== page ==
How Would You Move Mount Fuji? - AchieveMax® Top Ten Book Review
For a number of reasons, today's hiring managers from Wall Street to the Silicon Valley are totally restructuring their approach to interviewing job prospects. Few will admit it has anything to do with the fact that our litigious society makes it very difficult to ask almost any personal question of today's job applicant. The majority of those interviewing today don't even bother checking references because they know anyone they call will provide little or no information on the employee in question for fear of legal retribution. Again, few will admit these facts for obvious reasons. However, for these and other motives including a hypercompetitive global marketplace, a hot new trend in hiring is emerging. "Puzzle interviews" using tough and tricky questions to gauge job candidates' intelligence, imagination, and problem-solving ability, are becoming the norm in many companies.
How Would You Move Mount Fuji?: Microsoft's Cult of the Puzzle - How the World's Smartest Company Selects the Most Creative Thinkers is a study of corporate hiring, an assessment of IQ testing's value, a history of interviewing and a puzzle book. The author, William Poundstone, is a science writer who explains the thinking behind this kind of interviewing. In a straightforward manner, the author describes the roots of logic questions in interviews, drawing on the history of IQ testing in hiring interviews, psychological studies and interviews with Microsoft ex-interviewers and interviewees. He certainly makes a strong case for eliminating standard questions like "What are your strengths and weaknesses?" and replacing them with logic puzzles.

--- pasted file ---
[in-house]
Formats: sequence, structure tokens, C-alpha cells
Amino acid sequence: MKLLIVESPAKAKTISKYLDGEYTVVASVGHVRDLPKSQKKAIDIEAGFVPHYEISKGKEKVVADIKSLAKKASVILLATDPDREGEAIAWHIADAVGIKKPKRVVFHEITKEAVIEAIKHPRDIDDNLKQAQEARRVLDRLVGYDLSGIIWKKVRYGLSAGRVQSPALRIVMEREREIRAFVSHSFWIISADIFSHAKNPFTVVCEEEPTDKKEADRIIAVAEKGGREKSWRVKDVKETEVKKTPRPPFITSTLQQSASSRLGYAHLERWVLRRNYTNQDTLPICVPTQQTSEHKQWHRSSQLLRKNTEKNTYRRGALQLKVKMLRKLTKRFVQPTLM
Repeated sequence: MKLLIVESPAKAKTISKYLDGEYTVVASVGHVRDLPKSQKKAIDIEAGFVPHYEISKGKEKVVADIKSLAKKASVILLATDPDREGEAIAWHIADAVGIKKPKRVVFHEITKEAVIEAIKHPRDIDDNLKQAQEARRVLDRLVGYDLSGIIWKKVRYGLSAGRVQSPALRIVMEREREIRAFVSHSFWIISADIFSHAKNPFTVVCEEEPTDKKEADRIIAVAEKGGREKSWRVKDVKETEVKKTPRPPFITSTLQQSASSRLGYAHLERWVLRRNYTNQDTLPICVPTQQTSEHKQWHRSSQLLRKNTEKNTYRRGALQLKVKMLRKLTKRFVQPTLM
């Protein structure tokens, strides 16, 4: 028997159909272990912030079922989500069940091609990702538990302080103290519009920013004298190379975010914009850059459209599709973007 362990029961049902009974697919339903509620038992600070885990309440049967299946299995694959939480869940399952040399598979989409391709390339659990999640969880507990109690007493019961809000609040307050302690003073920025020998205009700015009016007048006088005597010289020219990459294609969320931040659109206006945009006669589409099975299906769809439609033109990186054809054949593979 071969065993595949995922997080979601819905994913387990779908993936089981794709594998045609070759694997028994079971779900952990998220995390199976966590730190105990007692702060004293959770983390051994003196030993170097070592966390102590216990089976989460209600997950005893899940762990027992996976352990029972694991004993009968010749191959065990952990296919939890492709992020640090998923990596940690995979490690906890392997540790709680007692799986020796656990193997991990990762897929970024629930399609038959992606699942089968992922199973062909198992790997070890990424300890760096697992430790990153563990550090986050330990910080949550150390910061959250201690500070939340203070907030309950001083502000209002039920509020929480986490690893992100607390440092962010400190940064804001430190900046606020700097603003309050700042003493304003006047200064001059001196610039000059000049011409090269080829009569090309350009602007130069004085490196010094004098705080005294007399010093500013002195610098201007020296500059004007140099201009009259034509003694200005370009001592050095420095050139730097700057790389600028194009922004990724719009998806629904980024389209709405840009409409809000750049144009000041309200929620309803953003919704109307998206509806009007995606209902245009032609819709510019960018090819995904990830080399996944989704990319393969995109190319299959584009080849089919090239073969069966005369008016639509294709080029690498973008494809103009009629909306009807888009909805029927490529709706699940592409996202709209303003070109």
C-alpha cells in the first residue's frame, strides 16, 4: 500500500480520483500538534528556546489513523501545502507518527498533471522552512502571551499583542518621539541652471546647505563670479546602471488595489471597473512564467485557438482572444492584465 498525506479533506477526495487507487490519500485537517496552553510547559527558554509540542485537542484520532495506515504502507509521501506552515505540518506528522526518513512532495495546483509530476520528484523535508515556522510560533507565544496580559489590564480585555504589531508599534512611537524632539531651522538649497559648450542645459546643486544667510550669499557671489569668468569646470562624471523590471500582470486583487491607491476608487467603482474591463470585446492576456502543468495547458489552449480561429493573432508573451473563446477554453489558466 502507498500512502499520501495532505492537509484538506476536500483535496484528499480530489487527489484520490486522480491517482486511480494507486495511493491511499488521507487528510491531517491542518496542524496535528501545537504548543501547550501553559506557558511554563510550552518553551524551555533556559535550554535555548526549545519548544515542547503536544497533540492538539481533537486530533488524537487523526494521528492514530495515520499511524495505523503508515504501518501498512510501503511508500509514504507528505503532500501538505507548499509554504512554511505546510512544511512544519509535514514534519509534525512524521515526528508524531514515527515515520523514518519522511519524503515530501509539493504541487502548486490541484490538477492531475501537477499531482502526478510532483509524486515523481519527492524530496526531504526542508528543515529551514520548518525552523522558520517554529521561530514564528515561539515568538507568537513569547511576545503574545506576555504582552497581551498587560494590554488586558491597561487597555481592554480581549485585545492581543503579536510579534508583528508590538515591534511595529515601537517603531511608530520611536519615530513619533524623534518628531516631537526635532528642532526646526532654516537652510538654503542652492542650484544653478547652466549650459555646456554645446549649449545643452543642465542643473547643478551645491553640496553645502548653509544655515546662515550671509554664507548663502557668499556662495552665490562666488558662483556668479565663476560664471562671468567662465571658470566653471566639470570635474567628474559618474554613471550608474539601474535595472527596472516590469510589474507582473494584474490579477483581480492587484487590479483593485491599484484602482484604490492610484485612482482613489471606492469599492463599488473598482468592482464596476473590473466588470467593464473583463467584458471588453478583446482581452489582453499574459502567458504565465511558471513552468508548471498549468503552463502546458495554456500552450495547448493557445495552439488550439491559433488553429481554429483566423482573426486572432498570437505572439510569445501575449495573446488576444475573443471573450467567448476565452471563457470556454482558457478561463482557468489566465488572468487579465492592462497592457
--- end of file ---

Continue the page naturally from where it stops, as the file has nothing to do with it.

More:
For years, Microsoft's interview process has included a notoriously grueling sequence of brain-busting questions that separate the most creative thinkers from the merely brilliant. Anyone who's interviewed for a job at Microsoft is intimately familiar with questions like the one in this book's title (How would you move Mount Fuji?) They've probably also pondered such problems as:
- Why are manhole covers round?
- How do they make M&Ms?
- What does all the ice in a hockey rink weigh?
- How many piano tuners are there in the world?
Questions like these, which test problem-solving abilities, not specific competencies, are commonplace during job interviews at Microsoft and the many other firms who have adapted this unique approach.
Basically, this book is separated into two parts: The first discusses the history of puzzles and their intellectual and academic standing. This section starts off by narrating the origin of puzzle-solving as a criterion for selecting people; then, it talks about how and why many companies use them in interviews. Mr. Poundstone talks about the general approaches to solving puzzles, and then closes on a note for employers on how to design puzzles that are useful.
The second part of the book is strict puzzle solving. The book has plenty of puzzles scattered through it and two chapters devoted solely to listing puzzles. The author goes on to discuss the puzzles he has listed and suggests thought processes about how to solve them. This exposition is more interesting than it sounds. Mr. Poundstone not only explains his answers thoroughly, but also uncovers many layers of thinking that show the complexity and beauty of the art of solving puzzles.
Almost half of the book is devoted to an "answer" section, where Poundstone gives possible solutions to the brainteasers. Although it lacks a specific focus, this is a fun, revealing take on an unusual subject.
This book will give interviewers insights into what kind of questions to ask, and why. You should probably read this book if you fall into one of the categories below:Prospective interviewees for High Tech, consulting or financial services companies. It won't give you all the answers to memorize, but it will let you in on the puzzle genre and some of its 'rules.'
Interviewers/HR - If you are looking to employ puzzle-type questions to hire creative employees, this will give you some insights into what questions to use and why. There are probably better books on the intricacies of interviewing, but this will give you the background needed to use puzzles in the interview process (if you decide that's what you need.)